The catastrophic suicide crisis among Aboriginal and Torres Strait Islander peoples accounts for more than five per cent of Aboriginal and Torres Strait Islander deaths. In fact in my estimations, because of under-reporting issues, suicide accounts for 10 per cent of Indigenous deaths. The contributing factors are many and intertwined, underwritten by the kind of acute poverty, disadvantage, and marginalisation that should make no sense in one of the world’s wealthiest nations. In my experience nearly 100 per cent of Aboriginal suicides are of people living below the poverty line. Suicides of Aboriginal and Torres Strait Islander people living above the poverty the line, those earning a good quid is almost negligible, and much lower in toll and rate than the rest of the nation’s non-Aboriginal population groups.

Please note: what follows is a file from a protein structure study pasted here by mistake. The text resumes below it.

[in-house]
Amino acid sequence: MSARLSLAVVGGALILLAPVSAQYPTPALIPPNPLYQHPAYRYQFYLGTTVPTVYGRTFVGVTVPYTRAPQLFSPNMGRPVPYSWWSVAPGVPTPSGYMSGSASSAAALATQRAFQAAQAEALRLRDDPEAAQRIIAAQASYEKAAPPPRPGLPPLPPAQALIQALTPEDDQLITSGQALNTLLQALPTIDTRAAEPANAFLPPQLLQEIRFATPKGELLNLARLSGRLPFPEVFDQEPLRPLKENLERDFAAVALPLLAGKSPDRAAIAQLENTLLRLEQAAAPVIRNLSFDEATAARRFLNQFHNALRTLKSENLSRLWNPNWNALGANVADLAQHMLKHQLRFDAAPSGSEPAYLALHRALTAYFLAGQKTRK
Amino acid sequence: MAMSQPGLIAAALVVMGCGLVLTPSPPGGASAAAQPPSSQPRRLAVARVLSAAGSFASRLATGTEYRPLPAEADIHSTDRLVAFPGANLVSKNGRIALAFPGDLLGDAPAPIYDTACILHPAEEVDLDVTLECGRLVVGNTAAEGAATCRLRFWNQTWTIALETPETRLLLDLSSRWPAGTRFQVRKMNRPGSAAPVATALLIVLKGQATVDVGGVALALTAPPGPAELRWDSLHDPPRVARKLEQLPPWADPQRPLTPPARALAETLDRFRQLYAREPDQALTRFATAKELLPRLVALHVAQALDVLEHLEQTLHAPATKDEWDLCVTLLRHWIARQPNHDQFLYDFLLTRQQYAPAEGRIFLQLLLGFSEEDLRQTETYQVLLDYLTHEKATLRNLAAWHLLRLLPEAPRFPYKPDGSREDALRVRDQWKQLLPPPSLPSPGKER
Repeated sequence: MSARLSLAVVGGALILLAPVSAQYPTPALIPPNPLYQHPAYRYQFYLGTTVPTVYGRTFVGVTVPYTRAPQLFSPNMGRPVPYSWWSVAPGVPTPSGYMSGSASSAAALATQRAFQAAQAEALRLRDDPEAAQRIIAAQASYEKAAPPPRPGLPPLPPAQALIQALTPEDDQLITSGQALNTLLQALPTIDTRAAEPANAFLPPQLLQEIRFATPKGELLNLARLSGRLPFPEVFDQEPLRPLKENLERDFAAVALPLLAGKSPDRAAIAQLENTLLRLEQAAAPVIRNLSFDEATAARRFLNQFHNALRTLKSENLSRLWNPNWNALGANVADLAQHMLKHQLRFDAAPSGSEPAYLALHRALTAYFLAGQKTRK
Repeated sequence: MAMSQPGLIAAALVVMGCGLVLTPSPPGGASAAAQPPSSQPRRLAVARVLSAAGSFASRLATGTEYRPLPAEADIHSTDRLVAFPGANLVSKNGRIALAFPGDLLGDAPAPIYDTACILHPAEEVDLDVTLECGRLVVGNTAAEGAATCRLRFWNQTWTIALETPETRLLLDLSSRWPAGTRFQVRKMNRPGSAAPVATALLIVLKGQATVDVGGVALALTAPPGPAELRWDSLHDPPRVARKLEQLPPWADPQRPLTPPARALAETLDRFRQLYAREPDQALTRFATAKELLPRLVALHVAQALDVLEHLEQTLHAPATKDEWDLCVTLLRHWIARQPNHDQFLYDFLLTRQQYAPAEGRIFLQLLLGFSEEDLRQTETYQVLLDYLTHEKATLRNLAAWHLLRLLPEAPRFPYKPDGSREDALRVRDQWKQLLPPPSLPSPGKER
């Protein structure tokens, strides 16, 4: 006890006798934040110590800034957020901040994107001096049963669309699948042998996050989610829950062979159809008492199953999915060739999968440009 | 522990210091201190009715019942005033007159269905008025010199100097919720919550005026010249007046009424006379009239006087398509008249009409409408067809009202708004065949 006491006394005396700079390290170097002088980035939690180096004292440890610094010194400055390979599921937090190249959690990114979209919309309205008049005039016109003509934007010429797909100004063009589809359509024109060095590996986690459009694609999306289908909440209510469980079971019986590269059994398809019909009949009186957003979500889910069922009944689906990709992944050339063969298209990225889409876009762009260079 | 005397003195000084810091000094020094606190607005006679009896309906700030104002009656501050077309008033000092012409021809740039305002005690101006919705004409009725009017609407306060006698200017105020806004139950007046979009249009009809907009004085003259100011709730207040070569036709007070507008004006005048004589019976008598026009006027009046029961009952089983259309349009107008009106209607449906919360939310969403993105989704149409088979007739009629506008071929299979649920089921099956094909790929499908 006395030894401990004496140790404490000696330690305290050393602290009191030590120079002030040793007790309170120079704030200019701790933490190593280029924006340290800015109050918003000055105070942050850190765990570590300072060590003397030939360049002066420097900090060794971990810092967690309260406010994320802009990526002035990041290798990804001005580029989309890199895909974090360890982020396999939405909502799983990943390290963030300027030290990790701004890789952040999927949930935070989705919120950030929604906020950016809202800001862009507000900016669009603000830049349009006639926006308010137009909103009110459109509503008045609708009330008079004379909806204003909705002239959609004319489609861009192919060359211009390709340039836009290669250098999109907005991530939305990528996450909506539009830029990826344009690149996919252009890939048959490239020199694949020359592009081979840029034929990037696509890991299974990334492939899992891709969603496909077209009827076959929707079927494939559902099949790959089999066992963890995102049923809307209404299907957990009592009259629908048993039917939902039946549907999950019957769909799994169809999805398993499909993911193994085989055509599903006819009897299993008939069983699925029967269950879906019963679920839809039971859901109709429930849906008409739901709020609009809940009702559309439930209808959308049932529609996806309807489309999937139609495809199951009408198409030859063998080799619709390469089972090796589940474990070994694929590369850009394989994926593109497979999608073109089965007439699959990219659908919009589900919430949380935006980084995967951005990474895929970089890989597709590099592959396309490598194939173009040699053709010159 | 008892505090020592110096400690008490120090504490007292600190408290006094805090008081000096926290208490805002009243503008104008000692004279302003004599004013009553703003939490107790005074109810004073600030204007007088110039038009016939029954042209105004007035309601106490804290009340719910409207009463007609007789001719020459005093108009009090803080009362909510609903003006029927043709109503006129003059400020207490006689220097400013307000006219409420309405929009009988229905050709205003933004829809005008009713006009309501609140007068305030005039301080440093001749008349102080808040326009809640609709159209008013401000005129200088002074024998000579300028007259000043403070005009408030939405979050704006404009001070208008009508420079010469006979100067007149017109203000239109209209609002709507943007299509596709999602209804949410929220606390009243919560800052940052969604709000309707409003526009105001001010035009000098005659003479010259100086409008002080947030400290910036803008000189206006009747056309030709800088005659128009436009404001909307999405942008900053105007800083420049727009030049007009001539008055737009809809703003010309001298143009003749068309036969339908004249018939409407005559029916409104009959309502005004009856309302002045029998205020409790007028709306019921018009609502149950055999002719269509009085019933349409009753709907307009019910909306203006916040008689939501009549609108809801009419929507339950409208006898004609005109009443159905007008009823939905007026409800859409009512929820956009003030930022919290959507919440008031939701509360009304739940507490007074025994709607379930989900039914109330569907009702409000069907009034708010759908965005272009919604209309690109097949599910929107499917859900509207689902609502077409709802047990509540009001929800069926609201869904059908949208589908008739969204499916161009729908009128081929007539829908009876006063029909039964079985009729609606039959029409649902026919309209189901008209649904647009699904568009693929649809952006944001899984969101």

But Aboriginal suicides are not limited to socio-economic factors. From within the cesspool of this situational trauma – this narrative of victimhood – there has manifest a constancy of traumas – multiple, composite, aggressive, complex traumas. There are pronounced negative behaviours compounding socio-economic poverty – violence, lateral violence, relationship breakdown, sexual abuse, incarceration, loss of self-esteem.

We need more than just generalised counselling, but this last resort is the first resort. Resilience selling is part of this generalised counselling where we beg the victim to adjust their behaviours – but how far and for how long without hope on the horizon? Resilience building should be intended as interim, as part of improving one’s well-being while the bigger picture of pathways to happiness and various opportunities are journeyed.